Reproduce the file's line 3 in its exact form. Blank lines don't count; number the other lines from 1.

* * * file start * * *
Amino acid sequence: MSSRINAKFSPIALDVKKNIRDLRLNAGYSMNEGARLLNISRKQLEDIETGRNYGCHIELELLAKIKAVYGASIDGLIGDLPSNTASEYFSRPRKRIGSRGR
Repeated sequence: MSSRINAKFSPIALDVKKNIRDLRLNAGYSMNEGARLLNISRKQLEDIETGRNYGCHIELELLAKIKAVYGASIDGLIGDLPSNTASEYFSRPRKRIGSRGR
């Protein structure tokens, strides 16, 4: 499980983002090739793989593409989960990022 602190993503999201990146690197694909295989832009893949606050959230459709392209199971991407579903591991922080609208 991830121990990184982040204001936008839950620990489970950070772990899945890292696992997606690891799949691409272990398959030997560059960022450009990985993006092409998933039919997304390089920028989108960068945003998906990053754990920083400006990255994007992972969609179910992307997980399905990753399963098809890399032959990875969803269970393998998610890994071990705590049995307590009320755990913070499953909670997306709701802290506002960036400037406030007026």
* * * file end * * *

């Protein structure tokens, strides 16, 4: 499980983002090739793989593409989960990022 602190993503999201990146690197694909295989832009893949606050959230459709392209199971991407579903591991922080609208 991830121990990184982040204001936008839950620990489970950070772990899945890292696992997606690891799949691409272990398959030997560059960022450009990985993006092409998933039919997304390089920028989108960068945003998906990053754990920083400006990255994007992972969609179910992307997980399905990753399963098809890399032959990875969803269970393998998610890994071990705590049995307590009320755990913070499953909670997306709701802290506002960036400037406030007026």